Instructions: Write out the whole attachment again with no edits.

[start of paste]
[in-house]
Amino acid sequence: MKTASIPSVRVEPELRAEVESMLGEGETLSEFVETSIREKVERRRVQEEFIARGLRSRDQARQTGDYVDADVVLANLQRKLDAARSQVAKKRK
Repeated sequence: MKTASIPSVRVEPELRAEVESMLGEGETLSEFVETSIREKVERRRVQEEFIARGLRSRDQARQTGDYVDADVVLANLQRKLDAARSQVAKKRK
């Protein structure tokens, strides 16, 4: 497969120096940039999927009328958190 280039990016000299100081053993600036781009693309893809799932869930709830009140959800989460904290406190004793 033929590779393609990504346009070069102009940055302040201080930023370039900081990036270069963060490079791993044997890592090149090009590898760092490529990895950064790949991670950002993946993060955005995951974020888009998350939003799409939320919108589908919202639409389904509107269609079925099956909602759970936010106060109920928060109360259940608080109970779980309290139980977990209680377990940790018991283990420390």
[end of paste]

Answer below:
[in-house]
Amino acid sequence: MKTASIPSVRVEPELRAEVESMLGEGETLSEFVETSIREKVERRRVQEEFIARGLRSRDQARQTGDYVDADVVLANLQRKLDAARSQVAKKRK
Repeated sequence: MKTASIPSVRVEPELRAEVESMLGEGETLSEFVETSIREKVERRRVQEEFIARGLRSRDQARQTGDYVDADVVLANLQRKLDAARSQVAKKRK
């Protein structure tokens, strides 16, 4: 497969120096940039999927009328958190 280039990016000299100081053993600036781009693309893809799932869930709830009140959800989460904290406190004793 033929590779393609990504346009070069102009940055302040201080930023370039900081990036270069963060490079791993044997890592090149090009590898760092490529990895950064790949991670950002993946993060955005995951974020888009998350939003799409939320919108589908919202639409389904509107269609079925099956909602759970936010106060109920928060109360259940608080109970779980309290139980977990209680377990940790018991283990420390």